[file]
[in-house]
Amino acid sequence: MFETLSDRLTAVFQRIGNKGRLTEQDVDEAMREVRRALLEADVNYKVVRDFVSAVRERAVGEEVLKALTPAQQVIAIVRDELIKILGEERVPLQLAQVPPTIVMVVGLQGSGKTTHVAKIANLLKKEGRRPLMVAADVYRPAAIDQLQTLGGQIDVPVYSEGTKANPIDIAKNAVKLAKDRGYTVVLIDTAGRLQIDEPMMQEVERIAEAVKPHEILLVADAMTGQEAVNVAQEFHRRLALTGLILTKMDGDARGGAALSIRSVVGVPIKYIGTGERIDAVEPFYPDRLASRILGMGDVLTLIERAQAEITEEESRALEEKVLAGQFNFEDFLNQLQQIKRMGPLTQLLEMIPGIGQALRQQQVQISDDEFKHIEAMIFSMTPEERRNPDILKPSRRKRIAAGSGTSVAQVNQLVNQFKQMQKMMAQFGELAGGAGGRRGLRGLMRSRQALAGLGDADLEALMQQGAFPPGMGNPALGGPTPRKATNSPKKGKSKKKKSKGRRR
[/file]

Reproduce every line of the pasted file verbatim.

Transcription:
[in-house]
Amino acid sequence: MFETLSDRLTAVFQRIGNKGRLTEQDVDEAMREVRRALLEADVNYKVVRDFVSAVRERAVGEEVLKALTPAQQVIAIVRDELIKILGEERVPLQLAQVPPTIVMVVGLQGSGKTTHVAKIANLLKKEGRRPLMVAADVYRPAAIDQLQTLGGQIDVPVYSEGTKANPIDIAKNAVKLAKDRGYTVVLIDTAGRLQIDEPMMQEVERIAEAVKPHEILLVADAMTGQEAVNVAQEFHRRLALTGLILTKMDGDARGGAALSIRSVVGVPIKYIGTGERIDAVEPFYPDRLASRILGMGDVLTLIERAQAEITEEESRALEEKVLAGQFNFEDFLNQLQQIKRMGPLTQLLEMIPGIGQALRQQQVQISDDEFKHIEAMIFSMTPEERRNPDILKPSRRKRIAAGSGTSVAQVNQLVNQFKQMQKMMAQFGELAGGAGGRRGLRGLMRSRQALAGLGDADLEALMQQGAFPPGMGNPALGGPTPRKATNSPKKGKSKKKKSKGRRR